The ALJ found that Dearing terminated Berry's temporary assignment simply to accommodate the Union. This finding cannot stand. There is no evidence in the record of what Dearing would have done if a different Union official had countermanded Mooney's demand. The ALJ posed a hypothetical for himself, divined what Dearing's response might have been, and then inferred a motive for it. We have said that the Board "may not build inferences on inferences to reach a finding which is no more than educated conjecture." NLRB v. Garner Tool & Die Manufacturing, Inc., supra, 493 F.2d at 268. This is not a situation where either one of two inferences could reasonably be drawn from the evidence. This is a classic example of a Board finding which rests on surmise. We are not bound by such a finding. The only reasonable conclusion from the evidence in the record is that the Postal Service acceded to the Union's demand because it believed its compliance was compelled by the Collective Bargaining Agreement and the Gamser Award. It was motivated by the legitimate and substantial business justification.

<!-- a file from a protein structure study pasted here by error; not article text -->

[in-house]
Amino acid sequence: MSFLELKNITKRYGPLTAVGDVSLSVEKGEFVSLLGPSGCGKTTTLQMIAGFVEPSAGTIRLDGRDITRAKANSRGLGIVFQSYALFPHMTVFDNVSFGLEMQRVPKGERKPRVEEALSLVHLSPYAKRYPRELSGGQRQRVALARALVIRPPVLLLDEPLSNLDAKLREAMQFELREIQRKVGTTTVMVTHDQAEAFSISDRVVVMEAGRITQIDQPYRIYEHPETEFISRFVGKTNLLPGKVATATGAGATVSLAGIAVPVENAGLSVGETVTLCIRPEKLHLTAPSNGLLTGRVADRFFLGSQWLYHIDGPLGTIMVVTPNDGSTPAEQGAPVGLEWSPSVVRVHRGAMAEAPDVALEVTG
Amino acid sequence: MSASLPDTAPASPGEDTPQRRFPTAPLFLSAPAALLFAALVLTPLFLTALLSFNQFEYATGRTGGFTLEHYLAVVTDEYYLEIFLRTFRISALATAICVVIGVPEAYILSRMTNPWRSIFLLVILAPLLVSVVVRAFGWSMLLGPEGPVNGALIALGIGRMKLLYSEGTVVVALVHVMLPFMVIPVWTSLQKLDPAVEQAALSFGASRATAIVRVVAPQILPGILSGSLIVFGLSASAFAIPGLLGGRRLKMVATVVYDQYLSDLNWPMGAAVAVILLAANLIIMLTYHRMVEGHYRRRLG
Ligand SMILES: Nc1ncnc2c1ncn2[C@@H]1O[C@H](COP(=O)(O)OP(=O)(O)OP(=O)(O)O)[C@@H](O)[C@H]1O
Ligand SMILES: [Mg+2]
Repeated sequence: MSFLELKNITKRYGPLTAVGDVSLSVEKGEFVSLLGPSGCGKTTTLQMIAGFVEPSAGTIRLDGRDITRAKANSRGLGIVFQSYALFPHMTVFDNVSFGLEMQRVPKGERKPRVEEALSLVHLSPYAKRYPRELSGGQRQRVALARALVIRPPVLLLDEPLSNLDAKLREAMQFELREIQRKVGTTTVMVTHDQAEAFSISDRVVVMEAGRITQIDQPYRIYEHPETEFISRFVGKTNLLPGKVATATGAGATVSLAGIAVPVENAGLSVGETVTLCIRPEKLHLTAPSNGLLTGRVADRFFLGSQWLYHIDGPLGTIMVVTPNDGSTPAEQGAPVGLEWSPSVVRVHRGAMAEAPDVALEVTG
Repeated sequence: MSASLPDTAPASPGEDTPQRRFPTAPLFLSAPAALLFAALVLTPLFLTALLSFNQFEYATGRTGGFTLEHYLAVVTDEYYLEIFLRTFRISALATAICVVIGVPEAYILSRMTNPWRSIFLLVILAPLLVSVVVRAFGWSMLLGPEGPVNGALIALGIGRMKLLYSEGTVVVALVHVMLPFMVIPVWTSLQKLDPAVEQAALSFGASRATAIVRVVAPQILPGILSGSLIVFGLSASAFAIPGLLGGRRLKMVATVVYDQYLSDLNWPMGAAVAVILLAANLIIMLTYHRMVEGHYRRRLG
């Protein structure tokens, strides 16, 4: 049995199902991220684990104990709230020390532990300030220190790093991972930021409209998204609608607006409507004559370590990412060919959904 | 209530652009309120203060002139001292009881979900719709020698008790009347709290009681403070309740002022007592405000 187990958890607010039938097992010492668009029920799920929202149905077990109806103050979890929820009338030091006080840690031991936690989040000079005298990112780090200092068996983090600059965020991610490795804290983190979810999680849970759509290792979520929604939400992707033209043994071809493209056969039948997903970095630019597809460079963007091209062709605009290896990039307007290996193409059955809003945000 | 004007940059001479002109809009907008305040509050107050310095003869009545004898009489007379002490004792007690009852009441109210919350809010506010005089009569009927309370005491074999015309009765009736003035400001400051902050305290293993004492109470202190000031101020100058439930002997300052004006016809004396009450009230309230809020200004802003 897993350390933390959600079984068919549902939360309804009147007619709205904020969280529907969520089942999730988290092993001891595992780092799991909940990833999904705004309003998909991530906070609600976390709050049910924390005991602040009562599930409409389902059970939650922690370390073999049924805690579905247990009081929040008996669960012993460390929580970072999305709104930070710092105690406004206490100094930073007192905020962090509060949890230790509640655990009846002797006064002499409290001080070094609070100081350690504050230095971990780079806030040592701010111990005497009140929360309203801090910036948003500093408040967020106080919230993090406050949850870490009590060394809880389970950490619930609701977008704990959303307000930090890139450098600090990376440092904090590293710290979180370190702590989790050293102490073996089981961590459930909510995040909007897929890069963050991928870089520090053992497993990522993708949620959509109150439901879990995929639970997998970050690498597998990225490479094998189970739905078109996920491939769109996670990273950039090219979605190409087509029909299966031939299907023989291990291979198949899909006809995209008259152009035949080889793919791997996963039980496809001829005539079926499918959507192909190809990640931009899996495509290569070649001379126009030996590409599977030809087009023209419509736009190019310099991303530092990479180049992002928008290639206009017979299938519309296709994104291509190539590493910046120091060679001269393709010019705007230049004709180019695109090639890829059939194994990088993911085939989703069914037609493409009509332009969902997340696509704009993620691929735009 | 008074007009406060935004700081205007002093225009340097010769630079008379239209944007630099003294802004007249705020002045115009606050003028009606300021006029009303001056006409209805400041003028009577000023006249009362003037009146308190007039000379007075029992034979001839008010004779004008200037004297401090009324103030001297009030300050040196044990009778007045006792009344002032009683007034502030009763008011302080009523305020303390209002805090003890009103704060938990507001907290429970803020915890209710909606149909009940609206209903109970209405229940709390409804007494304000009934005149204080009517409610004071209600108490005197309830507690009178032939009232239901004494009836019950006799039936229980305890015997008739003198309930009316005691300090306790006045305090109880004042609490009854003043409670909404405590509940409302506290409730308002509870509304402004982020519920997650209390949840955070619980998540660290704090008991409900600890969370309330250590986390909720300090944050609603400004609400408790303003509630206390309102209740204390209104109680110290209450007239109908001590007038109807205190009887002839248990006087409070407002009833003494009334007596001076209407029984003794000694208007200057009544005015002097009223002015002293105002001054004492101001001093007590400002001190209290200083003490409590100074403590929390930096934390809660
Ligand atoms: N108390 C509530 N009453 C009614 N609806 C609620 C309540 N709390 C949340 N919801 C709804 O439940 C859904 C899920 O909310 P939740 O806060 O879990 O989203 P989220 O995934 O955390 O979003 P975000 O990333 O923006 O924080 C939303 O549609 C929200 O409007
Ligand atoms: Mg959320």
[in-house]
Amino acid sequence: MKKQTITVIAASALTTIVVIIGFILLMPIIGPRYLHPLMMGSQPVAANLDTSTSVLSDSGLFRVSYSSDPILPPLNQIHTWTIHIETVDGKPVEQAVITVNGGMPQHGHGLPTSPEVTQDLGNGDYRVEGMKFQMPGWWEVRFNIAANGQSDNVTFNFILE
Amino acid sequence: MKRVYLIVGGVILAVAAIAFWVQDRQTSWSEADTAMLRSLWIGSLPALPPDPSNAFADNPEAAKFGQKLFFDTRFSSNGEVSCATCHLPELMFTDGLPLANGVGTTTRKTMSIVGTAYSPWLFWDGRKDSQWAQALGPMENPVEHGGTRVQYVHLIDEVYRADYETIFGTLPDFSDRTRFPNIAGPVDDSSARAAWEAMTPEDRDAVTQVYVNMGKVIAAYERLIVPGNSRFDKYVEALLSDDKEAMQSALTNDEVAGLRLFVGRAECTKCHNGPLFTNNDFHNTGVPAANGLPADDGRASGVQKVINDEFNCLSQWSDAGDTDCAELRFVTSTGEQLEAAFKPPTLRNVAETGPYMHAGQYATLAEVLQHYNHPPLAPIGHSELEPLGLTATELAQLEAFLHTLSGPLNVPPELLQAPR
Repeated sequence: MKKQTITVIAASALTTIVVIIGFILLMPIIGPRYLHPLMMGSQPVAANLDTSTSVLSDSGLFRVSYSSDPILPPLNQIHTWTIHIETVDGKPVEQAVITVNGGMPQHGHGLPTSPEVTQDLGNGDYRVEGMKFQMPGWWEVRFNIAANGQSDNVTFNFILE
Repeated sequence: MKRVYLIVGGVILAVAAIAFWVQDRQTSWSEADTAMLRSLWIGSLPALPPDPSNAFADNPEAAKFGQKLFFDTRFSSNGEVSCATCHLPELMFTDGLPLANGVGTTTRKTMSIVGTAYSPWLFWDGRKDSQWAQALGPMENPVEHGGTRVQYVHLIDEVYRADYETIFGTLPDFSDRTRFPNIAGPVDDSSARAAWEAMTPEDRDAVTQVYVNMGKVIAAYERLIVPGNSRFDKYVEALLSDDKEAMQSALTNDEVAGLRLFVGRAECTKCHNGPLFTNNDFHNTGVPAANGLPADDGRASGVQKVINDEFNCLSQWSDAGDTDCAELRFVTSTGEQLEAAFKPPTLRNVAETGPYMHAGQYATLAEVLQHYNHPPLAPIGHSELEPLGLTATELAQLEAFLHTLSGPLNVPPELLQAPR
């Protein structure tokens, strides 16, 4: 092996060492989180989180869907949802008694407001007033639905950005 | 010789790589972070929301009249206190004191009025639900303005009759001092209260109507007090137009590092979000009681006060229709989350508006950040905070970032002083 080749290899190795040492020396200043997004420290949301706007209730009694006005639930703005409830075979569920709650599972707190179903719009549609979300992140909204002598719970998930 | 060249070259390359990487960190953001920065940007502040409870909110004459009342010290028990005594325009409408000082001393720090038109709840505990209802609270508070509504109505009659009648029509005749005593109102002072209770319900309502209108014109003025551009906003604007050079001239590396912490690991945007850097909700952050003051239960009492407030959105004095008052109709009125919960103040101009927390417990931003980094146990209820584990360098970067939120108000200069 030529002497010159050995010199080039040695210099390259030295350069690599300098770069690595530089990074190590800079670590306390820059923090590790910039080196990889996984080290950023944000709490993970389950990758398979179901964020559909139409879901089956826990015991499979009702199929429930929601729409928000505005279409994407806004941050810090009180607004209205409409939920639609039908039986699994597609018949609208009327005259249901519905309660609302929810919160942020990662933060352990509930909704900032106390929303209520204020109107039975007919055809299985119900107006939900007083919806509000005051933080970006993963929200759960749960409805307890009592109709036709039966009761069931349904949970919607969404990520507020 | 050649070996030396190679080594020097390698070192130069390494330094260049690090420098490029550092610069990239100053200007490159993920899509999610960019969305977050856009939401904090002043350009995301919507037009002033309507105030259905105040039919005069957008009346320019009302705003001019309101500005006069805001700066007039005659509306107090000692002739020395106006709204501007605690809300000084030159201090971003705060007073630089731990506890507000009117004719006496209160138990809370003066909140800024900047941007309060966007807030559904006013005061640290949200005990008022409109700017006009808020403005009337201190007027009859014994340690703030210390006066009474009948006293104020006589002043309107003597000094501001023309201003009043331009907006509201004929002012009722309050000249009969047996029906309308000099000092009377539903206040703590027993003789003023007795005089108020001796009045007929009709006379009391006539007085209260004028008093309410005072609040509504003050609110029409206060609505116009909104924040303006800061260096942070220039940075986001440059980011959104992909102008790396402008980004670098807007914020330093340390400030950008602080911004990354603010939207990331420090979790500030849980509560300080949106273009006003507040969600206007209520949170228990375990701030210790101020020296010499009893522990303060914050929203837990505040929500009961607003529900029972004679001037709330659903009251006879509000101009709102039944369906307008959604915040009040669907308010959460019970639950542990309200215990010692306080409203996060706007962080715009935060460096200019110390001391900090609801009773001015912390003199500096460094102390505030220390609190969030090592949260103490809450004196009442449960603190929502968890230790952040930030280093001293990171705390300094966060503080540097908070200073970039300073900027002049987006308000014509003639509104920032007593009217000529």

Finally, the business justification defense would be of no avail if the discriminatory conduct had been "knowing." Dearing was obviously aware of the hardship to Berry of the Union's action as shown by the initiative he took in arranging her leave-without-pay status. However, neither the ALJ nor the Board made a finding that Dearing knew the Union's action violated its duty of fair representation.17 On the contrary, the ALJ noted that there were "no allegations or proof of so-called independent 8(a)(1) allegations or other direct evidence of a discriminatory motivation by the Employer." Therefore, this case is distinguishable from Fruin-Colnon Corp. and Glueck Brewing where the respective employers were drawn into union activities which they knew at the outset were illegal. Compare also Wismer and Becker, Contracting Engineers, 228 N.L.R.B. 779 (1977).